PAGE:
Sunday, September 27, 2009

Another Woman Who Made a Difference: Wilma Cozart Fine

I'm always interested in reading about women who have made a contribution in a field dominated by men. Wilma Cozart Fine had an extraordinary talent.

This NYTimes obituary provides a good overview of her contribution to classical recordings.

in reference to:

"Mrs. Fine was one of the first women to excel at record production, a field that is still dominated by men. She brought sensitivity and taste to her work, which included notable recordings by the conductors Rafael Kubelik, Antal Dorati and John Barbirolli; the composer and conductor Howard Hanson; the Chicago Symphony Orchestra and the Detroit Symphony; the pianists Byron Janis, Gina Bachauer and Sviatoslav Richter; and the cellist Mstislav Rostropovich.

With Mr. Fine, an ingenious recording engineer whom she married in 1957, she developed recording techniques that, even in their early monaural recordings, seemed to capture not only the performance but also a sense of the space in which it took place. The Fines were among the first to make mass-market stereo recordings, and in the early 1960s they experimented with recording on 35-millimeter film instead of on magnetic recording tape. Among their productions were sonic spectaculars like a 1954 recording of Tchaikovsky’s “1812 Overture” by Dorati and the Minneapolis Symphony, with bells recorded at Yale University and a cannon recorded at West Point, and a 1958 remake, with different bells and cannon.

Mrs. Fine also had a brilliant marketing sense. One of the first things she did when she joined Mercury, in 1950, was persuade the label’s president, Irving Green, to sign the Chicago Symphony Orchestra, then floundering. Mercury’s first recording with that orchestra, overseen by the Fines, was Mussorgsky’s “Pictures at an Exhibition,” with Kubelik conducting, in April 1951. When the recording was released that fall, along with another recording of works by Bartok and Bloch, Howard Taubman wrote in The New York Times that “unless this recording has flattered the ensemble’s competence out of all recognition, one must welcome the Chicagoans back to the top rank of American orchestras.”"
- Wilma Cozart Fine, Classical Music Record Producer, Dies at 82 - Obituary (Obit) - (view on Google Sidewiki)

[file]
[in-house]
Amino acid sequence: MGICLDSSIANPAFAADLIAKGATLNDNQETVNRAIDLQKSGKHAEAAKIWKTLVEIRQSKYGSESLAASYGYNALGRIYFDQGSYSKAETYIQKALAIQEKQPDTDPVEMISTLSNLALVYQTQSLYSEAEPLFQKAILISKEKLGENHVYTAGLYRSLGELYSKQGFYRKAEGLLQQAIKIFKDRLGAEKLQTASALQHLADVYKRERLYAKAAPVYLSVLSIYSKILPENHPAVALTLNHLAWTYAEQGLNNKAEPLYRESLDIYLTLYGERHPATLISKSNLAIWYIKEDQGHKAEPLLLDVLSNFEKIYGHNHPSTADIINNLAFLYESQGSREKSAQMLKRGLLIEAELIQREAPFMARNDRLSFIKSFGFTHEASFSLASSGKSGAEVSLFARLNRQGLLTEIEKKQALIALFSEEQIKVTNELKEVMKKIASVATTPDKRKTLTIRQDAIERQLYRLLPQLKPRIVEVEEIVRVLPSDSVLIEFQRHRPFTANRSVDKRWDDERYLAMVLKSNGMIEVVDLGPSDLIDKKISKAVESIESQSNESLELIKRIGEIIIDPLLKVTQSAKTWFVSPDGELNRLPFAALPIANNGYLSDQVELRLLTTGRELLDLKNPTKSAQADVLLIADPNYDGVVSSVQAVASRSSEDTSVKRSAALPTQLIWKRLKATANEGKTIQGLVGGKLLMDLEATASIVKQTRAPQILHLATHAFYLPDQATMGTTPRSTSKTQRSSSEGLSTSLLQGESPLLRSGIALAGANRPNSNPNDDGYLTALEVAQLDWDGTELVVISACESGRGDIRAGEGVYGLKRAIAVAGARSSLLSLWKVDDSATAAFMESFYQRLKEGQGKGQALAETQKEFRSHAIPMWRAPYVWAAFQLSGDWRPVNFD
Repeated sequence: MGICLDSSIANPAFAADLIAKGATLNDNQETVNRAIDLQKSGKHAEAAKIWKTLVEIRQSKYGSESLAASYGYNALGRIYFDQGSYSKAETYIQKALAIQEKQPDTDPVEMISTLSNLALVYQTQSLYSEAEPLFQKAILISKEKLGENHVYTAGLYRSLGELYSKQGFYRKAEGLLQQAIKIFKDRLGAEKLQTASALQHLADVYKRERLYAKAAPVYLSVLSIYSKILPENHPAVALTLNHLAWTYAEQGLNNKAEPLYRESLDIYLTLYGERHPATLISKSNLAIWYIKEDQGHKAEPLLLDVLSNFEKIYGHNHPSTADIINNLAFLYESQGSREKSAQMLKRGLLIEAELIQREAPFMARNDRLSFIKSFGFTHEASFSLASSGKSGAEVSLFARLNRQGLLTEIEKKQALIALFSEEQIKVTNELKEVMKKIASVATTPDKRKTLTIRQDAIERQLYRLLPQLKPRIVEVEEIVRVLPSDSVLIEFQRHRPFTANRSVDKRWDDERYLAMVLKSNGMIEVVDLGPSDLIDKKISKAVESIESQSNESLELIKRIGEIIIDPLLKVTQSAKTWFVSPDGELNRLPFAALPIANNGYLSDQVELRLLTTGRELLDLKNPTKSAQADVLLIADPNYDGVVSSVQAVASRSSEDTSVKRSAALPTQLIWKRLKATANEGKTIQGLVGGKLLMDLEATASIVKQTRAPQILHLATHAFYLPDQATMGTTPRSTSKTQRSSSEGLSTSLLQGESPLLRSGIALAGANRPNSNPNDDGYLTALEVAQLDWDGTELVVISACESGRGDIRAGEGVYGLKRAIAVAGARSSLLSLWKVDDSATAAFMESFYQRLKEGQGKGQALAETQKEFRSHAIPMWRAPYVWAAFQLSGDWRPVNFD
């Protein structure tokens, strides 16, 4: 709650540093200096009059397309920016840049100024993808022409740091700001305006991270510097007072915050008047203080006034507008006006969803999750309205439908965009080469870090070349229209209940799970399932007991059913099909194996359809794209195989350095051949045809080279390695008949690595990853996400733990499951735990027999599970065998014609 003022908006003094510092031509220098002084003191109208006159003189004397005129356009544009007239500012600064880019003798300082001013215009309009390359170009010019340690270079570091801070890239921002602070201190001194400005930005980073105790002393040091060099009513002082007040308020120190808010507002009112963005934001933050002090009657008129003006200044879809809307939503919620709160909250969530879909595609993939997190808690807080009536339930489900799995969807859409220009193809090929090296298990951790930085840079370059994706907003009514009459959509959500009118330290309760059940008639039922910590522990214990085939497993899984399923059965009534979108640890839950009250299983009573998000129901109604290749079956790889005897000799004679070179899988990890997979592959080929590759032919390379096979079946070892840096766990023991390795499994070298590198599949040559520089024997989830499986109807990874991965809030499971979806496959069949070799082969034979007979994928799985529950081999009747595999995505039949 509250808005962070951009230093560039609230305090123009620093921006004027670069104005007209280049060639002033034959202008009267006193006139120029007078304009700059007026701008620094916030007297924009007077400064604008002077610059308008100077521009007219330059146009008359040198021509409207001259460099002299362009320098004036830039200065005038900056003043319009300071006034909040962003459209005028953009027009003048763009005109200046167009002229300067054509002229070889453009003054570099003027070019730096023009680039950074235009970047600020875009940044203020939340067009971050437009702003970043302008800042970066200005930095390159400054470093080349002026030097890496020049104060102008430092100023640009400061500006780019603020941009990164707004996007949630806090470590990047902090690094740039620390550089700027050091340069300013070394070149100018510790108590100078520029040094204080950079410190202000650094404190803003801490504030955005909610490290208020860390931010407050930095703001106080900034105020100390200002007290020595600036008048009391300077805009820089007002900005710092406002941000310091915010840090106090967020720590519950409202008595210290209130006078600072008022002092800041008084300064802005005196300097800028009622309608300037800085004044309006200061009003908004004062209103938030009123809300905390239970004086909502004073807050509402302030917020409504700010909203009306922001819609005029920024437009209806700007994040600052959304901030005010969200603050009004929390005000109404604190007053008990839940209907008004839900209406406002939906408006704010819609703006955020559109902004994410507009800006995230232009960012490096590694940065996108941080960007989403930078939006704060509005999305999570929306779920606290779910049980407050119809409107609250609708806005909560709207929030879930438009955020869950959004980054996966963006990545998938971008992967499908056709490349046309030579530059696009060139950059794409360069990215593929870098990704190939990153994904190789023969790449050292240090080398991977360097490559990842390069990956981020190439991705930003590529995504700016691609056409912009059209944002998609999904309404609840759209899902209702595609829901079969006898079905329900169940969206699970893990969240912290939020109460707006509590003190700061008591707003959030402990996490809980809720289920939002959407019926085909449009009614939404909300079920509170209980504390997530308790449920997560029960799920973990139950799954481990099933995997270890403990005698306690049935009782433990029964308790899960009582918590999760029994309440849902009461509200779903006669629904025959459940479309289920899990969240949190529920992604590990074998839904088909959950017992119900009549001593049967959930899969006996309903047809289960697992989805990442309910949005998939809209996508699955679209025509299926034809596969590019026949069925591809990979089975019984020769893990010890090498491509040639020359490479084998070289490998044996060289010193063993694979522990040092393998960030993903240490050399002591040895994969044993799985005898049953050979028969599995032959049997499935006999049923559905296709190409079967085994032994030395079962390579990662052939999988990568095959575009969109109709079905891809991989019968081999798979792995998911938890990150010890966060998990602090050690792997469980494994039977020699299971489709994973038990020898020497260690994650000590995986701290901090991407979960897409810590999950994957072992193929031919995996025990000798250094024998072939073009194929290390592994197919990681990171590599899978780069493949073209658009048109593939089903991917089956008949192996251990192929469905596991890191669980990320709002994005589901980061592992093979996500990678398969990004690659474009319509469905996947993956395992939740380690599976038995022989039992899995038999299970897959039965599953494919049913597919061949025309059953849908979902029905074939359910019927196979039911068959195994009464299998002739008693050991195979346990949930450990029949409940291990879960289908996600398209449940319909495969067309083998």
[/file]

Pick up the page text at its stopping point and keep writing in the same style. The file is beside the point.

Thursday, September 17, 2009


Modern Social Security card.Image via Wikipedia

We tend to think that gender inequity is an issue for the young. Wrong again.

Job counselors report growth in their "older women" clients category. Who makes up that category?

They're finding women in their 60's, 70's, and even 80's looking for work these days. Here are some of the reasons.

The Institute on Women: GRANDMA GOES TO WORK: "The economic challenges women face as they age are well documented; when compared to similarly aged men:
  • older women workers are less likely to be living with a partner or spouse (62% vs. 80% for men), and are more likely to be on their own when it comes to household resources. (1)
  • older women are less likely to have had continuous employment throughout their adult lives, affecting both their record of work experience and their contribution to Social Security or pension funds. (1)
  • older women are more likely to be working part-time (25% vs. 8% for men), and not necessarily by choice: 16.9% of women age 60-64 report being underemployed, vs. 12.1% of men the same age. (2)
  • older women (age 55 to 59) workers are more likely to have no expectation of retirement benefits (40% of women vs. 27% of men) and are more likely (43% of women vs. 30% of men) to report that they are working because they need the income to pay day to day living expenses. (3)
  • older women employees generally live in households with lower family incomes than their male counterparts ($64,444 vs. $80,839). (1)
  • for older female workers, the wage gap in hourly rates is 69 cents for every dollar earned by a man. (1)"
Hat tip to Christy Jones who posted this link.
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